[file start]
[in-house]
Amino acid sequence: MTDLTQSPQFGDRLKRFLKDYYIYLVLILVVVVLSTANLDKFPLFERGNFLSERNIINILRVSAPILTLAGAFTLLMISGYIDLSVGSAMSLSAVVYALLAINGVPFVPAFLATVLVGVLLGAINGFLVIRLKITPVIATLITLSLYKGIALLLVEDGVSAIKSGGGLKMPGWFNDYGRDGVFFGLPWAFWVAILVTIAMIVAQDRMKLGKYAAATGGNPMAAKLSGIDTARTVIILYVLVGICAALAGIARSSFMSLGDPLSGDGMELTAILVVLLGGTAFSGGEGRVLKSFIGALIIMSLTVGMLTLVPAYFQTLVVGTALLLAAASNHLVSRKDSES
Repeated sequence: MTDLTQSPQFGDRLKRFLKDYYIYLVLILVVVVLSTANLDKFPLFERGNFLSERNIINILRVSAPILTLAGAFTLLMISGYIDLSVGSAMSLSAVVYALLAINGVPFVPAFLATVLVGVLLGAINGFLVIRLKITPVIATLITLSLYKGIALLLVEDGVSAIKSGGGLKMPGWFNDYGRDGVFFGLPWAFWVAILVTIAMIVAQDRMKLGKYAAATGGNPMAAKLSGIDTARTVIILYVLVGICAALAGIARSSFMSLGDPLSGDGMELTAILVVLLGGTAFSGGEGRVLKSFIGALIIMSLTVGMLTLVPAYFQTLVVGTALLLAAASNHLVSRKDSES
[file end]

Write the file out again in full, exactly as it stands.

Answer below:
[in-house]
Amino acid sequence: MTDLTQSPQFGDRLKRFLKDYYIYLVLILVVVVLSTANLDKFPLFERGNFLSERNIINILRVSAPILTLAGAFTLLMISGYIDLSVGSAMSLSAVVYALLAINGVPFVPAFLATVLVGVLLGAINGFLVIRLKITPVIATLITLSLYKGIALLLVEDGVSAIKSGGGLKMPGWFNDYGRDGVFFGLPWAFWVAILVTIAMIVAQDRMKLGKYAAATGGNPMAAKLSGIDTARTVIILYVLVGICAALAGIARSSFMSLGDPLSGDGMELTAILVVLLGGTAFSGGEGRVLKSFIGALIIMSLTVGMLTLVPAYFQTLVVGTALLLAAASNHLVSRKDSES
Repeated sequence: MTDLTQSPQFGDRLKRFLKDYYIYLVLILVVVVLSTANLDKFPLFERGNFLSERNIINILRVSAPILTLAGAFTLLMISGYIDLSVGSAMSLSAVVYALLAINGVPFVPAFLATVLVGVLLGAINGFLVIRLKITPVIATLITLSLYKGIALLLVEDGVSAIKSGGGLKMPGWFNDYGRDGVFFGLPWAFWVAILVTIAMIVAQDRMKLGKYAAATGGNPMAAKLSGIDTARTVIILYVLVGICAALAGIARSSFMSLGDPLSGDGMELTAILVVLLGGTAFSGGEGRVLKSFIGALIIMSLTVGMLTLVPAYFQTLVVGTALLLAAASNHLVSRKDSES